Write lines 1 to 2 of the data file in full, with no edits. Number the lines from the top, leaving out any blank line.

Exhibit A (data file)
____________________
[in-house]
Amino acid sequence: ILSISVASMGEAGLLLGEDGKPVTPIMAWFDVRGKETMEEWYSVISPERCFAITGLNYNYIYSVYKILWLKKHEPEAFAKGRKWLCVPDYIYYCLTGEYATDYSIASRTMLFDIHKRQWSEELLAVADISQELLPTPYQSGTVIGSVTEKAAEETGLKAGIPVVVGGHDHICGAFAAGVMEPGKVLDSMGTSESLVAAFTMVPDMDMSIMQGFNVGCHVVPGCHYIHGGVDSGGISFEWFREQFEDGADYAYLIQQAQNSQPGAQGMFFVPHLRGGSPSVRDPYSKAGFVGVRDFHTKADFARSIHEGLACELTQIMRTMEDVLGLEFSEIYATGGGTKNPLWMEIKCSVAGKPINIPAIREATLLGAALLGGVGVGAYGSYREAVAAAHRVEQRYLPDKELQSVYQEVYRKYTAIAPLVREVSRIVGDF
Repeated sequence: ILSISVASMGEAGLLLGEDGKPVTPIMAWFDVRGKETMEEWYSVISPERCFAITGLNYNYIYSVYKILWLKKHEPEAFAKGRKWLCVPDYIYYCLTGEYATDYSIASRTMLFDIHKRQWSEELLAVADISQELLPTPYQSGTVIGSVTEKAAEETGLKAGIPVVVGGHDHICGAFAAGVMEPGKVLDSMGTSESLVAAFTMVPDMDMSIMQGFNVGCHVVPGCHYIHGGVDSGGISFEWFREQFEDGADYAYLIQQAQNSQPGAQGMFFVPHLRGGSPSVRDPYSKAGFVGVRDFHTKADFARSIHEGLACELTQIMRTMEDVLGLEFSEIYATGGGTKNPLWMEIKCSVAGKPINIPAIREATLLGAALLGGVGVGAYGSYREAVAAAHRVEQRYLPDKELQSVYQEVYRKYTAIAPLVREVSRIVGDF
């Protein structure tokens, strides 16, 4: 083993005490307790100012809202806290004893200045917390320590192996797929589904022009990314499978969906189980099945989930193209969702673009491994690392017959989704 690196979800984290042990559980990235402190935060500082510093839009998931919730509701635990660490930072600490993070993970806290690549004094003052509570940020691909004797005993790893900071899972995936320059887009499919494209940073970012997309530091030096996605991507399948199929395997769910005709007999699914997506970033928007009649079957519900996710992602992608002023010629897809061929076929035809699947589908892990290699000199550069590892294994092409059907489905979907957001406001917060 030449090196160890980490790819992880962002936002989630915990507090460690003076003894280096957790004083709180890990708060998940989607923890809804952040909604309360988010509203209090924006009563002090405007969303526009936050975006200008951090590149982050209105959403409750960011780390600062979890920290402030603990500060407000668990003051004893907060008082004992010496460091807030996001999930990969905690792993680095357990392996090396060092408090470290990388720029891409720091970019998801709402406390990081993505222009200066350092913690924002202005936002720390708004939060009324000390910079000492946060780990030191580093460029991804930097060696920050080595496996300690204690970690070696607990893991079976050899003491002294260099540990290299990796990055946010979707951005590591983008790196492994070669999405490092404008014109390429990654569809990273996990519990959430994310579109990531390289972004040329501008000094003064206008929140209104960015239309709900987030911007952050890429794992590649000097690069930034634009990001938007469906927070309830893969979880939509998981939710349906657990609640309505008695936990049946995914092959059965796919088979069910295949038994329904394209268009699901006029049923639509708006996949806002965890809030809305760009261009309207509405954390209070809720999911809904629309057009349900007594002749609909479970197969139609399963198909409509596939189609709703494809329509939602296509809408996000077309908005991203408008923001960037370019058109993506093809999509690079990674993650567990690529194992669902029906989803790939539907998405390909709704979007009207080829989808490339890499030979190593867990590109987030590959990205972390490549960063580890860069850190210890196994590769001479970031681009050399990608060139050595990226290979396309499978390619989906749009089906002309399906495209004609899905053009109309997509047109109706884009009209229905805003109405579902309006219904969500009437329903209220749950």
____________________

[in-house]
Amino acid sequence: ILSISVASMGEAGLLLGEDGKPVTPIMAWFDVRGKETMEEWYSVISPERCFAITGLNYNYIYSVYKILWLKKHEPEAFAKGRKWLCVPDYIYYCLTGEYATDYSIASRTMLFDIHKRQWSEELLAVADISQELLPTPYQSGTVIGSVTEKAAEETGLKAGIPVVVGGHDHICGAFAAGVMEPGKVLDSMGTSESLVAAFTMVPDMDMSIMQGFNVGCHVVPGCHYIHGGVDSGGISFEWFREQFEDGADYAYLIQQAQNSQPGAQGMFFVPHLRGGSPSVRDPYSKAGFVGVRDFHTKADFARSIHEGLACELTQIMRTMEDVLGLEFSEIYATGGGTKNPLWMEIKCSVAGKPINIPAIREATLLGAALLGGVGVGAYGSYREAVAAAHRVEQRYLPDKELQSVYQEVYRKYTAIAPLVREVSRIVGDF